Emmanuel College (Indian Boys Industrial School)
Prince Albert

Emmanuel College (Indian Boys Industrial School) was founded at Prince Albert in 1879 by the Anglican Church of Canada under Rev. John McLean (first Bishop of Saskatchewan district) as a “training College for Native Helpers.” Though the school began with a general education curriculum, by 1886 it was entirely devoted to training teachers for Indian schools. “Rev. John Mackay was one of the original staff members and taught Cree grammar and composition.” Mackay was of mixed blood from Mistassini, Quebec. As the son and grandson of Hudson’s Bay Company employees, he did not want a job in fur trade, and chose mission work instead. His ordination was part of a mid-19th century attempt to create Indigenous native clergy in Rupert’s Land.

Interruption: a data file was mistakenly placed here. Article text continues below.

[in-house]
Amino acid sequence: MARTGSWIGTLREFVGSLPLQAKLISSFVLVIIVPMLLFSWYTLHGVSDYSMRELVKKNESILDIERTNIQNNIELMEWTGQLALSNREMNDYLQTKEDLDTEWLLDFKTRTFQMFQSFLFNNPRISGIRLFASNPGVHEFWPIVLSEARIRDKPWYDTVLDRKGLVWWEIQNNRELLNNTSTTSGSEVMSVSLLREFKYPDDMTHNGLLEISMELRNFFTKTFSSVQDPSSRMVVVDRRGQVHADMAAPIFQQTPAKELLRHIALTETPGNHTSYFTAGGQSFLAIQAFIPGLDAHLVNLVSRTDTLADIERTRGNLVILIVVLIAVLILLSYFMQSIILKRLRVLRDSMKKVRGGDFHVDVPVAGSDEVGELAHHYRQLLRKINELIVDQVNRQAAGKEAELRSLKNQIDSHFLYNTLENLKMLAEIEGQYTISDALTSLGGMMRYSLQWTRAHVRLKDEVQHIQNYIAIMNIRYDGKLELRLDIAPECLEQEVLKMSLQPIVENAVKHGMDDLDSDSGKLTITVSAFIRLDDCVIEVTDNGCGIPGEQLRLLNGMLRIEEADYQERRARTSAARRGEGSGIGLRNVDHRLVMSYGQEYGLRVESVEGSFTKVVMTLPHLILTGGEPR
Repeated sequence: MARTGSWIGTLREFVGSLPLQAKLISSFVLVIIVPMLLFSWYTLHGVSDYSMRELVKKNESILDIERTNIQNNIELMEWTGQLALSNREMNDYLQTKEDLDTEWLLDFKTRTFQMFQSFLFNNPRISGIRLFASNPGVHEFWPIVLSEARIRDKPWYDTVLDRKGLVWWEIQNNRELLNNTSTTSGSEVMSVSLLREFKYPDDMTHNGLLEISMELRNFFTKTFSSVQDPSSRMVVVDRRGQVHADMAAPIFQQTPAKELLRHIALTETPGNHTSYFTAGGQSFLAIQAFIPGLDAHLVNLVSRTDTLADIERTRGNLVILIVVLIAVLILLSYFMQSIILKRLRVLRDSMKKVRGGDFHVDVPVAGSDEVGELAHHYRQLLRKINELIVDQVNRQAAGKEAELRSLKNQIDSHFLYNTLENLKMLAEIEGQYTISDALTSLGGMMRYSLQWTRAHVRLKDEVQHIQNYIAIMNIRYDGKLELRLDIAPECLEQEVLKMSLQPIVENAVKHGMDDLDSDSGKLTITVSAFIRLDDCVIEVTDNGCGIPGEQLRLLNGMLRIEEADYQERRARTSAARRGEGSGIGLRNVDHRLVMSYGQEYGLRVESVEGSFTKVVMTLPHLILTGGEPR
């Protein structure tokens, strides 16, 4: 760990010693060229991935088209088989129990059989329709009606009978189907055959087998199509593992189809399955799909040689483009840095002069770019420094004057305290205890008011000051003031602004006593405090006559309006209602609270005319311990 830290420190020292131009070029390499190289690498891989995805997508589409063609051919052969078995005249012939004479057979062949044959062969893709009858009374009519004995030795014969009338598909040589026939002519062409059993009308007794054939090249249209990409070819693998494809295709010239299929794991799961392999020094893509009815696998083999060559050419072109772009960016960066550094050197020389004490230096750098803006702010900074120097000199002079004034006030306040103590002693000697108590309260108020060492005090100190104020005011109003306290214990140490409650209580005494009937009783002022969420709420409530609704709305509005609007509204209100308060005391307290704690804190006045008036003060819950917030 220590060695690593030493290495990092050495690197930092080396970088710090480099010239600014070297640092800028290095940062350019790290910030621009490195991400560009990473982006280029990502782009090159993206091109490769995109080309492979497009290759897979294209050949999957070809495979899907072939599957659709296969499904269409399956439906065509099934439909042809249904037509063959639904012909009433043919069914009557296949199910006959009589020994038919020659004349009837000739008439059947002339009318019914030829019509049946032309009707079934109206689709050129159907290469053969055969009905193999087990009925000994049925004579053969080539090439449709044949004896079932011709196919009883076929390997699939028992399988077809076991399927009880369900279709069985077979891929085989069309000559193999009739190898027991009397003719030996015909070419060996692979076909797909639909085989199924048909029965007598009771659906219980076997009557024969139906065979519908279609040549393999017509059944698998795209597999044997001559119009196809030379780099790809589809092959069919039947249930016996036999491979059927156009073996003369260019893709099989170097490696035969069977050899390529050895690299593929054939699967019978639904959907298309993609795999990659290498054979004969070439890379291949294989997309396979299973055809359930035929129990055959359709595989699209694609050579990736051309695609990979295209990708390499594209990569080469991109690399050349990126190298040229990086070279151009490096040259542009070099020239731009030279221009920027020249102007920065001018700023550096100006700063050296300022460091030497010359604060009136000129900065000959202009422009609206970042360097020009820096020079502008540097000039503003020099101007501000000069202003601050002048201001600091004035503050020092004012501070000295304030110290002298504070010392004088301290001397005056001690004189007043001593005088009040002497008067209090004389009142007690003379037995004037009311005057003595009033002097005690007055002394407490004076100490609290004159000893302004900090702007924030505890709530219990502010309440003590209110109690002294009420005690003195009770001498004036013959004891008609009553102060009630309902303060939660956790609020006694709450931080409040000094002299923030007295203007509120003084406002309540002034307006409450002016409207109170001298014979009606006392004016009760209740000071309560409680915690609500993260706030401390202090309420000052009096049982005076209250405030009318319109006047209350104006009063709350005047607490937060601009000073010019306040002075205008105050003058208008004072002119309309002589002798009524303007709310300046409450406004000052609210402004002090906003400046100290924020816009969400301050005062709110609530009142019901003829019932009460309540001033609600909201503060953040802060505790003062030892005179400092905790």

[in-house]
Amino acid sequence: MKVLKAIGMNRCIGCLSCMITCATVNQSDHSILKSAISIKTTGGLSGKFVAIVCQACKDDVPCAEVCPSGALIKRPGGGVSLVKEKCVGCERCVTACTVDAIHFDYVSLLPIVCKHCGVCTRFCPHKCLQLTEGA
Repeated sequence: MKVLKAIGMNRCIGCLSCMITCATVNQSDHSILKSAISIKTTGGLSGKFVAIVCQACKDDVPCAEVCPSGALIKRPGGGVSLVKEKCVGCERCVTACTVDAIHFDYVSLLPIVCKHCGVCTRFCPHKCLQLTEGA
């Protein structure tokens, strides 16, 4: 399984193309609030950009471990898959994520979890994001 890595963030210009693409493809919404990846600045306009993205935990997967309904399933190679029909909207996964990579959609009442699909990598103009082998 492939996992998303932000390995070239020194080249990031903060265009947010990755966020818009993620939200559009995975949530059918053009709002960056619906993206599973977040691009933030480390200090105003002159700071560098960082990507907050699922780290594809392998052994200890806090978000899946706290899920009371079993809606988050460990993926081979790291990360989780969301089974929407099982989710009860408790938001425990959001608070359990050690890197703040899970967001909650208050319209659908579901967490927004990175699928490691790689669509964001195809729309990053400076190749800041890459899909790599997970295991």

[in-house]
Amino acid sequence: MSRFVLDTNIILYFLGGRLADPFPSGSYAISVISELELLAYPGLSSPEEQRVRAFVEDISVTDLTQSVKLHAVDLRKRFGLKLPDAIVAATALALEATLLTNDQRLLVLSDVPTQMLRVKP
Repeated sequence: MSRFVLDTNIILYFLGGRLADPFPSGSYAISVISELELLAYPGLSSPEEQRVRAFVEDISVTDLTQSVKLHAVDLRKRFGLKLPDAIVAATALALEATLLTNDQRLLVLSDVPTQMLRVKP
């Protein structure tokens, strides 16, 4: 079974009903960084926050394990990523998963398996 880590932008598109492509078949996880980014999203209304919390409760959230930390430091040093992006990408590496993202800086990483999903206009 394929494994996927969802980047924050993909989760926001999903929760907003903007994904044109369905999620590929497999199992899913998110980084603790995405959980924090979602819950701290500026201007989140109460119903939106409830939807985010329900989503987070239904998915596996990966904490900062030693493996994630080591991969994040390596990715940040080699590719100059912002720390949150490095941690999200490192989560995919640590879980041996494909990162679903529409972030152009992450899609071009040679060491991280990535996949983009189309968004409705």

Absalom Hackett of Lac la Ronge at Emmanuel College
Rev. Edward Ahenakew
Rt. Rev. John McLean, 1874-86, The General Synod Archives, Anglican Church of Canada/P7565-30
Archdeacon John Mackay, ca. 1917, General Synod Archives, Anglican Church of Canada/ P2003-08-1
Buildings at Emmanuel College taken before 1905/S-B2850
Emmanuel College, Prince Albert, NWT/ Sask-history-online
Prince Albert’s first residential school was the Anglican Emmanuel College, which operated from 1879 to 1908. (Photo from Project Canterbury http://anglicanhistory.org/canada/sk/twenty/photos.html )
Buildings that make up the Emmanuel College in Prince Albert, ca. 189?, U of S Libraries/ MSS-C555
Click image to view a a write up on the history around Emmanuel College’s cemetery.